Thursday, May 20, 2010

Young Hawks with and for others...


You know how passionate I am about Saint Joseph’s basketball. I share a few quick but amazing stories about three Hawks today. Two of them you may have seen on the sidelines as senior managers and the third ‘just a face in the crowd.’

With all of the negative press heard too often about those in and around the collegiate sporting community here are three minutes that will let you discover the spirit and accomplishments of these tremendous members of the Class of 2010. There are pieces in here that will resonate with each of you.

Joe Cabrey




Saint Joseph's University Hawk Profiles - Molly Porth '10

English and Spanish
Havertown, Pa




Molly Porth has taken full advantage of her time on Hawk Hill. Always involved and committed to her studies, Molly’s list of activities and achievements is long, and “Fulbright recipient” can now be added to that list. She received the prestigious scholarship to teach English in Mexico next year, a fusion of her interests in travel and teaching.

Molly, a double major in English and Spanish, first got the idea to apply for the Fulbright when studying abroad in Santiago, Chile, her junior year. She was nearing the end of her time there, and wasn’t ready to leave. Her father, Steve Porth ’80, Ph.D., associate dean of the Erivan K. Haub School of Business and professor of management, who was visiting at the time, suggested the Fulbright as a way to continue immersing herself in the Spanish language after graduation.

Teaching isn’t a new interest for Molly. During the spring semester of 2009, she was a fulltime student and also taught high school students Spanish at her alma mater, Country Day School of the Sacred Heart in Bryn Mawr, Pa. Molly is excited at the prospect of teaching again. “I enjoy working with teenage students,” she says. “My age offers me a unique opportunity to serve as mentor as well as a teacher, and relate to them in a more direct way, like their peers would.”

Considering her background, Steve said he “wasn’t at all surprised that Molly received the Fulbright” but was still extremely delighted that she did. Father and daughter will be heading to El Hongo and Tijuana, Mexico, this May, as part of the Summer Immersion Program. Steve is the faculty facilitator of the trip and Molly is the student leader.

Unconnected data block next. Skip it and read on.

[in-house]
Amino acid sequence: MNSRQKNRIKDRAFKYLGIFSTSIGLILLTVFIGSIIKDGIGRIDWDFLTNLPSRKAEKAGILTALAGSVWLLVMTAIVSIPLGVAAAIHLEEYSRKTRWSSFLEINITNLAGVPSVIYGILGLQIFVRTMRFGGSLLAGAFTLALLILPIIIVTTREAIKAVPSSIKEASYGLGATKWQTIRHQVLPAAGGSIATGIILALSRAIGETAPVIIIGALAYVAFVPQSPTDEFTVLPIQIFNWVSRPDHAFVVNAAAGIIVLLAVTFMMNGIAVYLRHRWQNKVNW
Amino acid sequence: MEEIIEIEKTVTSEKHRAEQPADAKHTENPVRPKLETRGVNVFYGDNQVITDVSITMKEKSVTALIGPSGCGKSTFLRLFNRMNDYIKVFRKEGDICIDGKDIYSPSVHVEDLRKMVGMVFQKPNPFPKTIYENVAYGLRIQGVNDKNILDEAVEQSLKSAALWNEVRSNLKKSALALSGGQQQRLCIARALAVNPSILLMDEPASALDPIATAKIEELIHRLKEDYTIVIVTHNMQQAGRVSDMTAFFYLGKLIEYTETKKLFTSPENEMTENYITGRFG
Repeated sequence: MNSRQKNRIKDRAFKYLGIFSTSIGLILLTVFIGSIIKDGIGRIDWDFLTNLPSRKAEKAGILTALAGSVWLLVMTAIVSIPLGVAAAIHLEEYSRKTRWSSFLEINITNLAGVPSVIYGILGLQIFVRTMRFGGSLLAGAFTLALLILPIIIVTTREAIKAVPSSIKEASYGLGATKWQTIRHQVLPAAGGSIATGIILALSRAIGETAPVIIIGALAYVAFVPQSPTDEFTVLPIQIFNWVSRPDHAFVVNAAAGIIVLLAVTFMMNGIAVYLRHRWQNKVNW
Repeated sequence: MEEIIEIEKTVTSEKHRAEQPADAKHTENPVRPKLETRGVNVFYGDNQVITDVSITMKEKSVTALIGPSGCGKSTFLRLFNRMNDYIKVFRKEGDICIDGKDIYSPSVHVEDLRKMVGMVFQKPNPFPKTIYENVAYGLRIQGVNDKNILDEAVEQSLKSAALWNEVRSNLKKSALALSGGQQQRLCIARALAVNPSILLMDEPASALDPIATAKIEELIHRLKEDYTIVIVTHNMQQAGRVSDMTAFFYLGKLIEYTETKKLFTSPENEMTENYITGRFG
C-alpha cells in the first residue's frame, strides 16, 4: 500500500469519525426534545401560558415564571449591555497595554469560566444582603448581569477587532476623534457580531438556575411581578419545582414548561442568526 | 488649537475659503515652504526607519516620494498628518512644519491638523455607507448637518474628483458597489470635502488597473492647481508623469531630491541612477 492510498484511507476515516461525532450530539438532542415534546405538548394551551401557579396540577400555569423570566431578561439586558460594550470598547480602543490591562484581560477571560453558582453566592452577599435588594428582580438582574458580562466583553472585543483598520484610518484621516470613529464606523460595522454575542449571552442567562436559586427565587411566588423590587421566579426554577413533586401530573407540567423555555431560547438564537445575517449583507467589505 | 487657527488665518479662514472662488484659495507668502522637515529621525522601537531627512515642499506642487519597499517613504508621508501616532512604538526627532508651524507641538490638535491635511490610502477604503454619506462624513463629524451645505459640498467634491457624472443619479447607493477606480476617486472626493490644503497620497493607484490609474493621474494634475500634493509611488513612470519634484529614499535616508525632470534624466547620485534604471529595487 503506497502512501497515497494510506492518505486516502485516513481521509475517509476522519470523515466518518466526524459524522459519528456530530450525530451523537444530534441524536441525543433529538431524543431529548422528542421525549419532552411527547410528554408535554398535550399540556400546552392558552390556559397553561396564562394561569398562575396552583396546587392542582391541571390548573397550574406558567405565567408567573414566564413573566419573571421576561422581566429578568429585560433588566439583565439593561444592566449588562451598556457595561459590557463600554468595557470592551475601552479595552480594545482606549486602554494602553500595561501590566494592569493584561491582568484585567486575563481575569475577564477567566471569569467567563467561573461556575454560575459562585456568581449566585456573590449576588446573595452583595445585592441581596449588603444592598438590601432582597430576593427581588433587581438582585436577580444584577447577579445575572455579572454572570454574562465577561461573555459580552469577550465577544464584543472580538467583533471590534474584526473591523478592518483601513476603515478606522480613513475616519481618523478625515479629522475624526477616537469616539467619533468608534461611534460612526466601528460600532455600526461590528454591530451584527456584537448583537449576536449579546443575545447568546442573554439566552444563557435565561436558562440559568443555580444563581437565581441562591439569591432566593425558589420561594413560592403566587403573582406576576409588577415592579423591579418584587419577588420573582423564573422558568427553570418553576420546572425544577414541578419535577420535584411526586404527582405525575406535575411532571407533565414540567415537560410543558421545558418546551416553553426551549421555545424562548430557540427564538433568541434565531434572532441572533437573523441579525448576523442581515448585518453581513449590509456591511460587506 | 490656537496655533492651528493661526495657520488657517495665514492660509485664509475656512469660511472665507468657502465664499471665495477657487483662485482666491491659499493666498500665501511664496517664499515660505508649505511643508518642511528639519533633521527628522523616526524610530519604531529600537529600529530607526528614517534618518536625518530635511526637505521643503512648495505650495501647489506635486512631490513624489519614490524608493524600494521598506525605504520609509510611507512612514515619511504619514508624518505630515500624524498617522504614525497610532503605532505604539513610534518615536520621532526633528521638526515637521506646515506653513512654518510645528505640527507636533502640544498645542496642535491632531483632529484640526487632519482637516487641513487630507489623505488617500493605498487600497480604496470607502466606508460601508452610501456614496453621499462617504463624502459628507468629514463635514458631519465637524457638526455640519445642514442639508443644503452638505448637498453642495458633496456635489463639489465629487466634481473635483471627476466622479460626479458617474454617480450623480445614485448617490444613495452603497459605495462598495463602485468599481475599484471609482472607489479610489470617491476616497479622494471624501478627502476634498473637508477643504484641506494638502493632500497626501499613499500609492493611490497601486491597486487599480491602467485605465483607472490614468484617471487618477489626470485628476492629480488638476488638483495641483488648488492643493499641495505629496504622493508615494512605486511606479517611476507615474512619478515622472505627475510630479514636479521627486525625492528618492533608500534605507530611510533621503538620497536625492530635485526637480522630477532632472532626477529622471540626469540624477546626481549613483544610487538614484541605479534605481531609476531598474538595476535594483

During her time at Saint Joseph’s, Molly has shown her school spirit by managing the basketball team for four years. She has also been a part of Harambee African Awareness and a member of the honors program and Jesuit honors society. She has been a Summer Scholar multiple times, researching how media portrays the pharmaceutical industry. Her younger brother, Leo, is a freshman at SJU and will continue her research this summer.

Molly isn’t sure what she’ll do after her year in Mexico, but all the possibilities she has in mind relate to her passions for the Spanish language, traveling and teaching. She is considering pursuing more teaching opportunities abroad but is also interested in entering a graduate program in either Immigration Law or Ethnography, which deals with travel writing and sociological research.


Saint Joseph's University Hawk Profiles - Michael Mungai '10

Economics
Dagoretti, Kenya



Michael Mungai's journey to Hawk Hill began in Africa with a photo of a snow-covered Barbelin bell tower. Along the way to graduation, worked to found both Harambee, a student-run group promoting awareness of African culture, and Dagoretti4kids, an educational outreach program for homeless Dagoretti youths, and has been involved with other international advocacy effortsreach program that now provides housing and schooling to more than 30 street children.

When Mungai was just 14 years old, he left his home to live on the streets of Dagoretti, Kenya to help ease the financial burden on his mother, who cared for Mungai and his three siblings as a single parent. Living as a Dagoretti street boy, Mungai experienced great pain and hunger, but his selfless decision showed his charitable nature, always looking to give even when he, himself, had nothing.